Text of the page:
Assertive communication is characterized by open and honest expression of thoughts and feelings related to the topic of discussion without violating the rights of another person. Assertive communication often uses “I messages” which are an extremely important aspect of assertive communication.

The characteristics of assertive communication are:

• active listening (looking into the eyes, and showing understanding and feelings),

• clearly and directly expressing their views and feelings,

• use of “I” messages,

• proposing a solution,

• respect for others,

• positive statement of objection (criticism),

• praise to others,

• willingness to apologize when you made a mistake,

• control of negative feelings.

How did assertiveness develop?

One of the biggest obstacles to developing assertiveness is the lack of awareness that we have assertive rights. When someone doesn’t have the concept at all that it’s okay to stand up for themselves, that it’s okay to say what they need, what they don’t want… then it just won’t work.

The first step in developing assertiveness is for a person to adopt an attitude and really believe in it (which sometimes takes time), that it is okay to stand up for themselves, that it is okay to have needs, that it is okay not to want something to do.

These are some basic assertive rights for which it is very important that a person really truly believes that he has them, because then he will act accordingly.

When someone does not believe that he has some rights and deeply believes that it is wrong, he can read something about assertiveness, try to apply it and say something maybe technically correct. Those words sound assertive, but it is not supported by emotion, it is not supported by attitude, tone and therefore it has no effect.

It is extremely important that someone really believes that it is natural, as it is, to have assertive rights.

Assertiveness is acquired in the family

What we have learned in the family is extremely important. It is the basis for what attitude we will have and how we will communicate.

If someone grew up in a family in which he was not allowed to say that he did not want, did not want, to say what he wanted and what he needed, of course that someone will have a problem to be in contact with his in some future relationships and in adulthood. Needs and to have the courage to bring them out. Also, he will not have the skills to express his needs.

It is good that this can change!

Assertiveness may develop!

Someone who has wrongly learned that it is wrong to stand up for himself, that he is then a selfish and bad person, can, when he grows up, learn, gradually, that it is right to stand up for himself. Can learn to communicate assertively.

I repeat, assertiveness, like any other skill, is learned through practice.

Assertiveness is not a universal cure for all problems, but in many situations it can help a lot.

Nine misconceptions that prevent you from being assertive

What are the beliefs that prevent you from standing up for yourself?

1. Other people’s feelings are more important than mine.

2. If I am nice and fair to everyone, everyone will be nice and fair to me.

3. What others think of me is more important than my self-esteem, health, and even safety.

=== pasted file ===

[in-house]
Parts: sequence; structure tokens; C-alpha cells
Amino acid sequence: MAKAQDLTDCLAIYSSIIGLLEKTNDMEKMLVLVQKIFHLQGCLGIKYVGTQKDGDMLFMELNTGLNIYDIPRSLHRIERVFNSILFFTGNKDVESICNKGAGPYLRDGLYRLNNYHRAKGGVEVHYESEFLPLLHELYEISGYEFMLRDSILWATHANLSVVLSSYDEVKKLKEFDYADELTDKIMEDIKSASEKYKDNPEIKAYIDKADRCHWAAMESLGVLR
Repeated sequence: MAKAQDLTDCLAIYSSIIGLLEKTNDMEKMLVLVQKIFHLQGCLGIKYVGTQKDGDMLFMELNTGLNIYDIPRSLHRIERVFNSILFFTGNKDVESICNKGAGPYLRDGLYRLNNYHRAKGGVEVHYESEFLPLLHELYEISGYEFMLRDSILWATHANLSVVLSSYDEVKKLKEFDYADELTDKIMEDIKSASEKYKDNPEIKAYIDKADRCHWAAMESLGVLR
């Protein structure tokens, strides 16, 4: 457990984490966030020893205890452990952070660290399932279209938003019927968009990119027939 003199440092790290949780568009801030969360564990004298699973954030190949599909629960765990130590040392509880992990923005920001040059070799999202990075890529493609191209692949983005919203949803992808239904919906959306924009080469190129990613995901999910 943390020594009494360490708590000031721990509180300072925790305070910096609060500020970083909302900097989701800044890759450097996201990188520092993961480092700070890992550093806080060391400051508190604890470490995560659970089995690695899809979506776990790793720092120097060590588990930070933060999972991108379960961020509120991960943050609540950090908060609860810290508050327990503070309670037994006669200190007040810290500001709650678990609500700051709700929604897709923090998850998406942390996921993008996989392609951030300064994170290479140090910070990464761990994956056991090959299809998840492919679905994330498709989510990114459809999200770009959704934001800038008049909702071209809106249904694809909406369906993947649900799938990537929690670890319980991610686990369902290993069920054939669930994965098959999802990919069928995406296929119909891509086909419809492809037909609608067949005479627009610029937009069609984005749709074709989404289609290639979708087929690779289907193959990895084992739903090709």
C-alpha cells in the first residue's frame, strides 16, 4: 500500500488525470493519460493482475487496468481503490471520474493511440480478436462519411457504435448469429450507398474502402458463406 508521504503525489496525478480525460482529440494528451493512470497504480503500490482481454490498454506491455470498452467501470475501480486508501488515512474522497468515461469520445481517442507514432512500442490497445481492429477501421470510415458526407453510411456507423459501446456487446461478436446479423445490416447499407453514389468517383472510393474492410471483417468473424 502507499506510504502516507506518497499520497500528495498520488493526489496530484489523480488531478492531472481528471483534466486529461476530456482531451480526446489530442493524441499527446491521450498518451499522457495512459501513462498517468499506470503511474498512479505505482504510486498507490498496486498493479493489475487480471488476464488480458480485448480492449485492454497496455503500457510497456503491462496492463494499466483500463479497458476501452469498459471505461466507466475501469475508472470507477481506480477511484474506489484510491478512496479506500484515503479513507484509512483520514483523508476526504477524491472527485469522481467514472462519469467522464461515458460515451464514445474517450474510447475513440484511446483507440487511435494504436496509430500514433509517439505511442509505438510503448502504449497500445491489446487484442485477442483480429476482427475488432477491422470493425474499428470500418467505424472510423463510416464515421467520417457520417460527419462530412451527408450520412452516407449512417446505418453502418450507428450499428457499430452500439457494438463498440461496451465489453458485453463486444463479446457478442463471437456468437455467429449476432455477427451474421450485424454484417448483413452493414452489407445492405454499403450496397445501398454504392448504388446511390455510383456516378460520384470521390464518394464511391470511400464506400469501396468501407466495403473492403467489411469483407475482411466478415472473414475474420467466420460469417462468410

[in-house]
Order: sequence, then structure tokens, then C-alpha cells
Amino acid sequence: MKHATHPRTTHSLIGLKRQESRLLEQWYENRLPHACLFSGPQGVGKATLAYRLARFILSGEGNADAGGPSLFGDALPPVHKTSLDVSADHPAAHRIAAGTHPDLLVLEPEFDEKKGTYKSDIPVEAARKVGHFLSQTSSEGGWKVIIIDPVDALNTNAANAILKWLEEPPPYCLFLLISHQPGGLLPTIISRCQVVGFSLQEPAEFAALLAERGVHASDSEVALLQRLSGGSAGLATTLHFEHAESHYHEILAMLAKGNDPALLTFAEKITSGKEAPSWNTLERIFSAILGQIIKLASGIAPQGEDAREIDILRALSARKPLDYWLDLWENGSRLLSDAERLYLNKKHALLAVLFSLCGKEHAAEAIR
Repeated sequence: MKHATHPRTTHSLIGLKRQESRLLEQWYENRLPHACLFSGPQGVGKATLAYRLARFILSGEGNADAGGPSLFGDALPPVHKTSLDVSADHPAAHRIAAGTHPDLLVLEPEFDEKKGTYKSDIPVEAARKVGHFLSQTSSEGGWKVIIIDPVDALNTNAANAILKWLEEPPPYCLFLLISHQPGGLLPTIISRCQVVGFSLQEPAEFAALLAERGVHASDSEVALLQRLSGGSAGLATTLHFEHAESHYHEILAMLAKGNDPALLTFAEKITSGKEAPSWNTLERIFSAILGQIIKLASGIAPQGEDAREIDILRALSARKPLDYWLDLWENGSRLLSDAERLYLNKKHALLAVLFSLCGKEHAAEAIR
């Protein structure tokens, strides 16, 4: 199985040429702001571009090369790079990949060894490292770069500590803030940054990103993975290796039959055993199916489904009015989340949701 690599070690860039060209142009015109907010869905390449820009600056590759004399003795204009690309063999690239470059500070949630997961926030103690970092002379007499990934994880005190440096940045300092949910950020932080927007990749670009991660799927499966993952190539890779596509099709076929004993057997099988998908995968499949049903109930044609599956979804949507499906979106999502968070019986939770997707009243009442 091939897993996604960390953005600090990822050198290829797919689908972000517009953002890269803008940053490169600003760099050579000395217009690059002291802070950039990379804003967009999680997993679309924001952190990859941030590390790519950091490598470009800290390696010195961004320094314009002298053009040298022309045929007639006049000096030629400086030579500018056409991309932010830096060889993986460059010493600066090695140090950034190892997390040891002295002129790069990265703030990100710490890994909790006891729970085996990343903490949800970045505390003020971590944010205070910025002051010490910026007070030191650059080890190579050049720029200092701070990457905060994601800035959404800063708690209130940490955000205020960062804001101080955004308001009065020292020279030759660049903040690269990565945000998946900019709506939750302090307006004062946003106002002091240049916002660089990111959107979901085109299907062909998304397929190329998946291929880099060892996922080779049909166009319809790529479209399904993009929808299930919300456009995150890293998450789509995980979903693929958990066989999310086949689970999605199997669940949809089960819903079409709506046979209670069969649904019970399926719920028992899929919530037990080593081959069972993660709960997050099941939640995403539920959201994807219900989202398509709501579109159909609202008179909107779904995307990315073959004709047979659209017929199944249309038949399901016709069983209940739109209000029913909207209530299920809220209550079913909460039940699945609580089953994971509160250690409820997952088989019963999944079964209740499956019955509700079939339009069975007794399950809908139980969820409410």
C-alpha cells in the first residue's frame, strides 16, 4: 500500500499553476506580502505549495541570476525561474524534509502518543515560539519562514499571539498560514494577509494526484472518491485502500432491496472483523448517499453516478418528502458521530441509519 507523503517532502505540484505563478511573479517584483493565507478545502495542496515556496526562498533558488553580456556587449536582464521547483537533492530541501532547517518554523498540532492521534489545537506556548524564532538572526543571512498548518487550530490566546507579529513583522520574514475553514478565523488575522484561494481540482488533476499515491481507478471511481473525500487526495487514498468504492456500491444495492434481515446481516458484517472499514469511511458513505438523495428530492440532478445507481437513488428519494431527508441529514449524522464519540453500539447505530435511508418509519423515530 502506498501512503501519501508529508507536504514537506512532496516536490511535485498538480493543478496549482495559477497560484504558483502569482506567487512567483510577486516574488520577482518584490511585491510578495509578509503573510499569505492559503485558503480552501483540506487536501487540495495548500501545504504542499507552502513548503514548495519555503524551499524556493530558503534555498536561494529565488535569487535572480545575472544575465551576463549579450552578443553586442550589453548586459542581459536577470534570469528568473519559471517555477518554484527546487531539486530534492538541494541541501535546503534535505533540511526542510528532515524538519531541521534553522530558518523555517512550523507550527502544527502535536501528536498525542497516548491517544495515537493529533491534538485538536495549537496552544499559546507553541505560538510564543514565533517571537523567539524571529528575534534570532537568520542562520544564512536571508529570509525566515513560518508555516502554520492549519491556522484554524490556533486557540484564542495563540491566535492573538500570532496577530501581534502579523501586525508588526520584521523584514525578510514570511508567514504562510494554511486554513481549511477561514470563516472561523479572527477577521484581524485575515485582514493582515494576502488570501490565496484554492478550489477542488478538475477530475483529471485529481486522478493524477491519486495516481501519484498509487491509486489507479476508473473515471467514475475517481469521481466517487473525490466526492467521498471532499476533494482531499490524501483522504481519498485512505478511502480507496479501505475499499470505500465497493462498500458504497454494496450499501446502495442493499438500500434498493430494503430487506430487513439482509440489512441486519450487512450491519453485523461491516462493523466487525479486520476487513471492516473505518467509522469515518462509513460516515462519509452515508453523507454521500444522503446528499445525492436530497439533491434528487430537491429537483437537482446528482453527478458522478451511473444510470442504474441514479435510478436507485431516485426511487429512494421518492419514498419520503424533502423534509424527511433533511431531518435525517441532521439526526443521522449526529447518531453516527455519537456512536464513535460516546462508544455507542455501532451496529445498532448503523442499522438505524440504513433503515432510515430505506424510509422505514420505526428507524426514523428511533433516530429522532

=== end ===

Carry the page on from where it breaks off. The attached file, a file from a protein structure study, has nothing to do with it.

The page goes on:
4. If I am good and perfect, I will be accepted and loved.

5. If I behave naively and innocently, others will take care of me and I will not have to grow up.

6. I have no right to stand up for myself and act in accordance with my own interests.

7. Anger is a destructive emotion and should not be shown, especially not directly to those we are angry at.

8. It is best to avoid conflicts at all costs.

9. There is something good in every man and if we give him enough chances, he or she will show us that goodness.

If you have recognized yourself in one, more or all of these beliefs, that is why it is difficult for you to stand up for yourself.

In order to be able to act assertively, it is necessary to get rid of the beliefs that are holding you back!

This is achieved by replacing them with true beliefs such as:

1. My feelings are just as important as other people’s feelings.

2. Fineness and fair play do not guarantee that others will behave in the same way. I am nice and fair whenever it is safe for me. However, I am ready to give up “finesse” when it puts me in danger.

3. My self-esteem, health and safety are more important than what someone thinks of me.

4. Goodness and perfection are not conditions for love.

5. If I behave naively and innocently, if I refuse to grow up and take care of myself, some people will abuse it.

6. I have the right to stand up for myself and act in accordance with my own interests.

7. Anger is an emotion like all others, very useful when it has time and place.

8. Conflicts are inevitable, it is useful to learn how to be constructive in them.

9. There is something good in every man, but for some people it is better to stay away. Our kindness is not a cure.

It is important to keep in mind that false beliefs did not arise overnight, so they will not disappear overnight.

Once upon a time, the lies that kept you from standing up for yourself were true, but now they are no more.

Once upon a time, when you were small and helpless, it was dangerous to show anger.

Now that you are an adult, it is dangerous to never show anger.

It is true, and now that you are an adult, in some situations it is better not to show anger, but let it be your wise choice, not coercion!

 

I hope you enjoyed the content about assertiveness?

If you have any questions or suggestions, please leave them in the comments!